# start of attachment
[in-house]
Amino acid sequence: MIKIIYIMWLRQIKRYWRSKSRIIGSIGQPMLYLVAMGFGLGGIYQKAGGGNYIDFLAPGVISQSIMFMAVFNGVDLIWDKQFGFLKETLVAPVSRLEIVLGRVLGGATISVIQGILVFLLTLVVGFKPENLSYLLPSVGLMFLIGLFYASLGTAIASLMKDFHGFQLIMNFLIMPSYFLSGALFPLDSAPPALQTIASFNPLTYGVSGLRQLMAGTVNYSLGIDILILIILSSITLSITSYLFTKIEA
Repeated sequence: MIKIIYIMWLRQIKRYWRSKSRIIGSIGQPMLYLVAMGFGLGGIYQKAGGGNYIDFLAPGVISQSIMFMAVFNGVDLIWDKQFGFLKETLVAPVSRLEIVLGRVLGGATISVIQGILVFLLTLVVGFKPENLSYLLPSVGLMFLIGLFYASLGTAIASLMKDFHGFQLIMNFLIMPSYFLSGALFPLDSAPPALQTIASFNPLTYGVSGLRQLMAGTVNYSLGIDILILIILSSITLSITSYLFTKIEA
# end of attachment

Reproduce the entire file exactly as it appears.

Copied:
[in-house]
Amino acid sequence: MIKIIYIMWLRQIKRYWRSKSRIIGSIGQPMLYLVAMGFGLGGIYQKAGGGNYIDFLAPGVISQSIMFMAVFNGVDLIWDKQFGFLKETLVAPVSRLEIVLGRVLGGATISVIQGILVFLLTLVVGFKPENLSYLLPSVGLMFLIGLFYASLGTAIASLMKDFHGFQLIMNFLIMPSYFLSGALFPLDSAPPALQTIASFNPLTYGVSGLRQLMAGTVNYSLGIDILILIILSSITLSITSYLFTKIEA
Repeated sequence: MIKIIYIMWLRQIKRYWRSKSRIIGSIGQPMLYLVAMGFGLGGIYQKAGGGNYIDFLAPGVISQSIMFMAVFNGVDLIWDKQFGFLKETLVAPVSRLEIVLGRVLGGATISVIQGILVFLLTLVVGFKPENLSYLLPSVGLMFLIGLFYASLGTAIASLMKDFHGFQLIMNFLIMPSYFLSGALFPLDSAPPALQTIASFNPLTYGVSGLRQLMAGTVNYSLGIDILILIILSSITLSITSYLFTKIEA